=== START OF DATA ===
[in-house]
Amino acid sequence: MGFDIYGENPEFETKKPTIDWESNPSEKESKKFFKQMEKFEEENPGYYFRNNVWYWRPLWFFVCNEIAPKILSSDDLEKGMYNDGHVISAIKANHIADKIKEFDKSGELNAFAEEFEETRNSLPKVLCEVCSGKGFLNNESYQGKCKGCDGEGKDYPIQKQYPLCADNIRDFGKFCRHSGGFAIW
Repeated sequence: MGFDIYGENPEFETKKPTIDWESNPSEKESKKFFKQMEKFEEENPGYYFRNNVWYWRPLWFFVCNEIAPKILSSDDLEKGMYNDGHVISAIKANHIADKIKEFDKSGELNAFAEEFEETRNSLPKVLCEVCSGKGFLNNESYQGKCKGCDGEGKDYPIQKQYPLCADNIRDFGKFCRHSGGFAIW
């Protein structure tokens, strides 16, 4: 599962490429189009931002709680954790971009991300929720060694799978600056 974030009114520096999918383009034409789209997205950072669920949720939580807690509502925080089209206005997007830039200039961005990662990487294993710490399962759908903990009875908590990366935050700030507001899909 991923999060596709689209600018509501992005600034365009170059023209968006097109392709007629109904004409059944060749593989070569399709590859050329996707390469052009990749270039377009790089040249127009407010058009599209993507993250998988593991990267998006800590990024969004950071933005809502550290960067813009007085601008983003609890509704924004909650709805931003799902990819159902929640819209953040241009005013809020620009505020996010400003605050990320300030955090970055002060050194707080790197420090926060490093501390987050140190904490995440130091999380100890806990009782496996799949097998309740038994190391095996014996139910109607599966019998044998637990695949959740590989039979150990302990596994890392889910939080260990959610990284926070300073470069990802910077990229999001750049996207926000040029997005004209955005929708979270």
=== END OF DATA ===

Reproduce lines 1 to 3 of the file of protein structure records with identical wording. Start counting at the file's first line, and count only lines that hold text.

[in-house]
Amino acid sequence: MGFDIYGENPEFETKKPTIDWESNPSEKESKKFFKQMEKFEEENPGYYFRNNVWYWRPLWFFVCNEIAPKILSSDDLEKGMYNDGHVISAIKANHIADKIKEFDKSGELNAFAEEFEETRNSLPKVLCEVCSGKGFLNNESYQGKCKGCDGEGKDYPIQKQYPLCADNIRDFGKFCRHSGGFAIW
Repeated sequence: MGFDIYGENPEFETKKPTIDWESNPSEKESKKFFKQMEKFEEENPGYYFRNNVWYWRPLWFFVCNEIAPKILSSDDLEKGMYNDGHVISAIKANHIADKIKEFDKSGELNAFAEEFEETRNSLPKVLCEVCSGKGFLNNESYQGKCKGCDGEGKDYPIQKQYPLCADNIRDFGKFCRHSGGFAIW